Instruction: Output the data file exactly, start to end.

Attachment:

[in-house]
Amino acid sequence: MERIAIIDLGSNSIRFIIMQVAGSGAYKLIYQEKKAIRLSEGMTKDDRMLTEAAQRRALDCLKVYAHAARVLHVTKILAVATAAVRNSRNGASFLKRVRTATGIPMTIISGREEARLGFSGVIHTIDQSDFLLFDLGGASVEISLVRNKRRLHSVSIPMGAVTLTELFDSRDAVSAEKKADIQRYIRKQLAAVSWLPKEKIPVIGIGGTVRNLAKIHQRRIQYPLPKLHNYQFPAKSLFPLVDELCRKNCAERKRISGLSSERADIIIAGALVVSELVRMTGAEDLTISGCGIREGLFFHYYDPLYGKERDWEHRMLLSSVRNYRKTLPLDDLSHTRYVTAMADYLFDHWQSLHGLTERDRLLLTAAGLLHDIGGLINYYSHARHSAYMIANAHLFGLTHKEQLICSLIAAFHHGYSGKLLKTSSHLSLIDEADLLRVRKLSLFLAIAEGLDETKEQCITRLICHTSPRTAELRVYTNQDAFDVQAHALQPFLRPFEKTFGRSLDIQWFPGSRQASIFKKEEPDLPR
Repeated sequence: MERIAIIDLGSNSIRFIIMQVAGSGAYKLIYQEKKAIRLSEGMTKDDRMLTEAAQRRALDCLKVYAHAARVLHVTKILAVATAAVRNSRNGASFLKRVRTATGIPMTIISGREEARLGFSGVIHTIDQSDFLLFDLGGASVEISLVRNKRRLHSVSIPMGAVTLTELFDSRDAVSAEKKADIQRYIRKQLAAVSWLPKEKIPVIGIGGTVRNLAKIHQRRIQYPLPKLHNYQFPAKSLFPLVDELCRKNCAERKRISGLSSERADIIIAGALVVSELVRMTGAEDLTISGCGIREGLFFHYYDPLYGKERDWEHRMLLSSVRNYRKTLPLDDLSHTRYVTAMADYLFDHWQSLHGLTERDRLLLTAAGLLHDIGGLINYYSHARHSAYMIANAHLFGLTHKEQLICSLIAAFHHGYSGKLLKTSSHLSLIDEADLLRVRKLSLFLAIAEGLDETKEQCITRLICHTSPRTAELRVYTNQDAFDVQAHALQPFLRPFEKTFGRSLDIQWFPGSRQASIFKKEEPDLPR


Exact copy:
[in-house]
Amino acid sequence: MERIAIIDLGSNSIRFIIMQVAGSGAYKLIYQEKKAIRLSEGMTKDDRMLTEAAQRRALDCLKVYAHAARVLHVTKILAVATAAVRNSRNGASFLKRVRTATGIPMTIISGREEARLGFSGVIHTIDQSDFLLFDLGGASVEISLVRNKRRLHSVSIPMGAVTLTELFDSRDAVSAEKKADIQRYIRKQLAAVSWLPKEKIPVIGIGGTVRNLAKIHQRRIQYPLPKLHNYQFPAKSLFPLVDELCRKNCAERKRISGLSSERADIIIAGALVVSELVRMTGAEDLTISGCGIREGLFFHYYDPLYGKERDWEHRMLLSSVRNYRKTLPLDDLSHTRYVTAMADYLFDHWQSLHGLTERDRLLLTAAGLLHDIGGLINYYSHARHSAYMIANAHLFGLTHKEQLICSLIAAFHHGYSGKLLKTSSHLSLIDEADLLRVRKLSLFLAIAEGLDETKEQCITRLICHTSPRTAELRVYTNQDAFDVQAHALQPFLRPFEKTFGRSLDIQWFPGSRQASIFKKEEPDLPR
Repeated sequence: MERIAIIDLGSNSIRFIIMQVAGSGAYKLIYQEKKAIRLSEGMTKDDRMLTEAAQRRALDCLKVYAHAARVLHVTKILAVATAAVRNSRNGASFLKRVRTATGIPMTIISGREEARLGFSGVIHTIDQSDFLLFDLGGASVEISLVRNKRRLHSVSIPMGAVTLTELFDSRDAVSAEKKADIQRYIRKQLAAVSWLPKEKIPVIGIGGTVRNLAKIHQRRIQYPLPKLHNYQFPAKSLFPLVDELCRKNCAERKRISGLSSERADIIIAGALVVSELVRMTGAEDLTISGCGIREGLFFHYYDPLYGKERDWEHRMLLSSVRNYRKTLPLDDLSHTRYVTAMADYLFDHWQSLHGLTERDRLLLTAAGLLHDIGGLINYYSHARHSAYMIANAHLFGLTHKEQLICSLIAAFHHGYSGKLLKTSSHLSLIDEADLLRVRKLSLFLAIAEGLDETKEQCITRLICHTSPRTAELRVYTNQDAFDVQAHALQPFLRPFEKTFGRSLDIQWFPGSRQASIFKKEEPDLPR